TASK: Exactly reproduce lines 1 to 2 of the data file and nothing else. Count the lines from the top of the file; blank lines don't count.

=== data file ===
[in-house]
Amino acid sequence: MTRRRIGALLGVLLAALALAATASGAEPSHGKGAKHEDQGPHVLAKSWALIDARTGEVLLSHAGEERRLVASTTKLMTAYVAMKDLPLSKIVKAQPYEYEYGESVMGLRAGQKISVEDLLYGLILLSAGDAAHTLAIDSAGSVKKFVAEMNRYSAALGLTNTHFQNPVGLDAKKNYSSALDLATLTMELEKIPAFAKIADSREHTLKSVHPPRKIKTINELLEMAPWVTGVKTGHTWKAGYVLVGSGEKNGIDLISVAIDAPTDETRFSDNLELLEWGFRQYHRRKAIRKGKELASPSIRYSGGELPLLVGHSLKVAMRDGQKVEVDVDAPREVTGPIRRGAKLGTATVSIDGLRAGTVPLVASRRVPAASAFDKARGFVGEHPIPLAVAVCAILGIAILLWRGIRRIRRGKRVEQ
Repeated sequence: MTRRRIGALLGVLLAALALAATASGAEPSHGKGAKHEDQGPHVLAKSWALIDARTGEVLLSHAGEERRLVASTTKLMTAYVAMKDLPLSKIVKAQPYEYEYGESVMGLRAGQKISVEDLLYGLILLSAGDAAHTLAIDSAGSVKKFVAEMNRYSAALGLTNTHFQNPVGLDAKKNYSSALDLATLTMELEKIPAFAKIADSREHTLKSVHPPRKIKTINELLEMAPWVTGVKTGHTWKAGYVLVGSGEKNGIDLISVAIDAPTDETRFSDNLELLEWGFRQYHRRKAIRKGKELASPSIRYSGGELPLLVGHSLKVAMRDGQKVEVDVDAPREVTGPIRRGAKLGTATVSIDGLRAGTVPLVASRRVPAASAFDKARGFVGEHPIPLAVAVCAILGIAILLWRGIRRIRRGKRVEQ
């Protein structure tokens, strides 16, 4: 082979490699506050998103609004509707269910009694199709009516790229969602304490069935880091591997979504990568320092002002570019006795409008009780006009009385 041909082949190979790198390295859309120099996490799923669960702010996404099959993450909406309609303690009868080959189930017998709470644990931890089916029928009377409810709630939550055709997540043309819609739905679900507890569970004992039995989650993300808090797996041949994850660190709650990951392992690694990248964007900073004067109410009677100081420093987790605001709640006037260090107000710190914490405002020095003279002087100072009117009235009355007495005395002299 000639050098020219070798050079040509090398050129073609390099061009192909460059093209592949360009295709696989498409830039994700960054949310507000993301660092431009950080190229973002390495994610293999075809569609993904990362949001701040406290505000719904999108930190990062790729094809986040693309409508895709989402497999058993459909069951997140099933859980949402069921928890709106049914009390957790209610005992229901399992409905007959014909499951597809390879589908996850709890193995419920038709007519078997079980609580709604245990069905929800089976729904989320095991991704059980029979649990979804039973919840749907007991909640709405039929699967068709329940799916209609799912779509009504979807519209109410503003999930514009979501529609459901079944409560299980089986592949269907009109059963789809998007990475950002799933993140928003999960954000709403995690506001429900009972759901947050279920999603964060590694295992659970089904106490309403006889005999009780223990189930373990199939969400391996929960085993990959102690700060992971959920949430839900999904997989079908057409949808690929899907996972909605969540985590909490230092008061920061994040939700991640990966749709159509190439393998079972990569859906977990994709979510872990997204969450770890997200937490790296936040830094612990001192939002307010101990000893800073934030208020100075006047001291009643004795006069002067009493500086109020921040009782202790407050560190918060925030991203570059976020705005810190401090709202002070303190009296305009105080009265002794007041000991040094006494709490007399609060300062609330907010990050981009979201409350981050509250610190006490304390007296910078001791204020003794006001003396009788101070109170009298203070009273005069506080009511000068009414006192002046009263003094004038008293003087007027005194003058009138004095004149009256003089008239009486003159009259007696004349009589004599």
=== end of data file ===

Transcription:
[in-house]
Amino acid sequence: MTRRRIGALLGVLLAALALAATASGAEPSHGKGAKHEDQGPHVLAKSWALIDARTGEVLLSHAGEERRLVASTTKLMTAYVAMKDLPLSKIVKAQPYEYEYGESVMGLRAGQKISVEDLLYGLILLSAGDAAHTLAIDSAGSVKKFVAEMNRYSAALGLTNTHFQNPVGLDAKKNYSSALDLATLTMELEKIPAFAKIADSREHTLKSVHPPRKIKTINELLEMAPWVTGVKTGHTWKAGYVLVGSGEKNGIDLISVAIDAPTDETRFSDNLELLEWGFRQYHRRKAIRKGKELASPSIRYSGGELPLLVGHSLKVAMRDGQKVEVDVDAPREVTGPIRRGAKLGTATVSIDGLRAGTVPLVASRRVPAASAFDKARGFVGEHPIPLAVAVCAILGIAILLWRGIRRIRRGKRVEQ